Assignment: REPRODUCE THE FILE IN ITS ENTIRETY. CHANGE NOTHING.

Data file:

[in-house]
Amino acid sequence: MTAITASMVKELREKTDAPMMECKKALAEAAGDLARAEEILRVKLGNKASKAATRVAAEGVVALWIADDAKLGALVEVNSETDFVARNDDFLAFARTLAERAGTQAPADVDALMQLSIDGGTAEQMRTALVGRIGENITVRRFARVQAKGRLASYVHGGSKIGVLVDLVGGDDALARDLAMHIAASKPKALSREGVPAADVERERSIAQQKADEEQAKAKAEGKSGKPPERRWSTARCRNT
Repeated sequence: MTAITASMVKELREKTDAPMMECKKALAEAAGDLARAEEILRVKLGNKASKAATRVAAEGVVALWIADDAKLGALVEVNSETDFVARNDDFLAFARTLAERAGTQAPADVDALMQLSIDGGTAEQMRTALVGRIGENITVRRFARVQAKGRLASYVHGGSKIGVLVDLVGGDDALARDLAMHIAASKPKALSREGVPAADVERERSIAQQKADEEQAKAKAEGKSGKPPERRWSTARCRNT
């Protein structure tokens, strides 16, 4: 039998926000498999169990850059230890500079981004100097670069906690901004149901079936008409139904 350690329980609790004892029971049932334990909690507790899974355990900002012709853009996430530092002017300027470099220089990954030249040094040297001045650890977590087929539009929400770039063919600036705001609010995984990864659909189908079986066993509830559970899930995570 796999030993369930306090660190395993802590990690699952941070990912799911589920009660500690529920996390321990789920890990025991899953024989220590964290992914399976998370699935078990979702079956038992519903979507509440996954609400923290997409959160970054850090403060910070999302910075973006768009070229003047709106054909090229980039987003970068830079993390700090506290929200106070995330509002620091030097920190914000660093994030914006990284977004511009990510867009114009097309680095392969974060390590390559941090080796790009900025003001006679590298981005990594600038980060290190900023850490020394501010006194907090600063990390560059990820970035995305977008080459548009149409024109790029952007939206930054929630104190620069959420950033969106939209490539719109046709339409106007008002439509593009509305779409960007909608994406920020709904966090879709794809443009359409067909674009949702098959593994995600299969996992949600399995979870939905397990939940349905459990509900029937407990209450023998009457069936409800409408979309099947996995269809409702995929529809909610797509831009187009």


[in-house]
Amino acid sequence: MTAITASMVKELREKTDAPMMECKKALAEAAGDLARAEEILRVKLGNKASKAATRVAAEGVVALWIADDAKLGALVEVNSETDFVARNDDFLAFARTLAERAGTQAPADVDALMQLSIDGGTAEQMRTALVGRIGENITVRRFARVQAKGRLASYVHGGSKIGVLVDLVGGDDALARDLAMHIAASKPKALSREGVPAADVERERSIAQQKADEEQAKAKAEGKSGKPPERRWSTARCRNT
Repeated sequence: MTAITASMVKELREKTDAPMMECKKALAEAAGDLARAEEILRVKLGNKASKAATRVAAEGVVALWIADDAKLGALVEVNSETDFVARNDDFLAFARTLAERAGTQAPADVDALMQLSIDGGTAEQMRTALVGRIGENITVRRFARVQAKGRLASYVHGGSKIGVLVDLVGGDDALARDLAMHIAASKPKALSREGVPAADVERERSIAQQKADEEQAKAKAEGKSGKPPERRWSTARCRNT
């Protein structure tokens, strides 16, 4: 039998926000498999169990850059230890500079981004100097670069906690901004149901079936008409139904 350690329980609790004892029971049932334990909690507790899974355990900002012709853009996430530092002017300027470099220089990954030249040094040297001045650890977590087929539009929400770039063919600036705001609010995984990864659909189908079986066993509830559970899930995570 796999030993369930306090660190395993802590990690699952941070990912799911589920009660500690529920996390321990789920890990025991899953024989220590964290992914399976998370699935078990979702079956038992519903979507509440996954609400923290997409959160970054850090403060910070999302910075973006768009070229003047709106054909090229980039987003970068830079993390700090506290929200106070995330509002620091030097920190914000660093994030914006990284977004511009990510867009114009097309680095392969974060390590390559941090080796790009900025003001006679590298981005990594600038980060290190900023850490020394501010006194907090600063990390560059990820970035995305977008080459548009149409024109790029952007939206930054929630104190620069959420950033969106939209490539719109046709339409106007008002439509593009509305779409960007909608994406920020709904966090879709794809443009359409067909674009949702098959593994995600299969996992949600399995979870939905397990939940349905459990509900029937407990209450023998009457069936409800409408979309099947996995269809409702995929529809909610797509831009187009």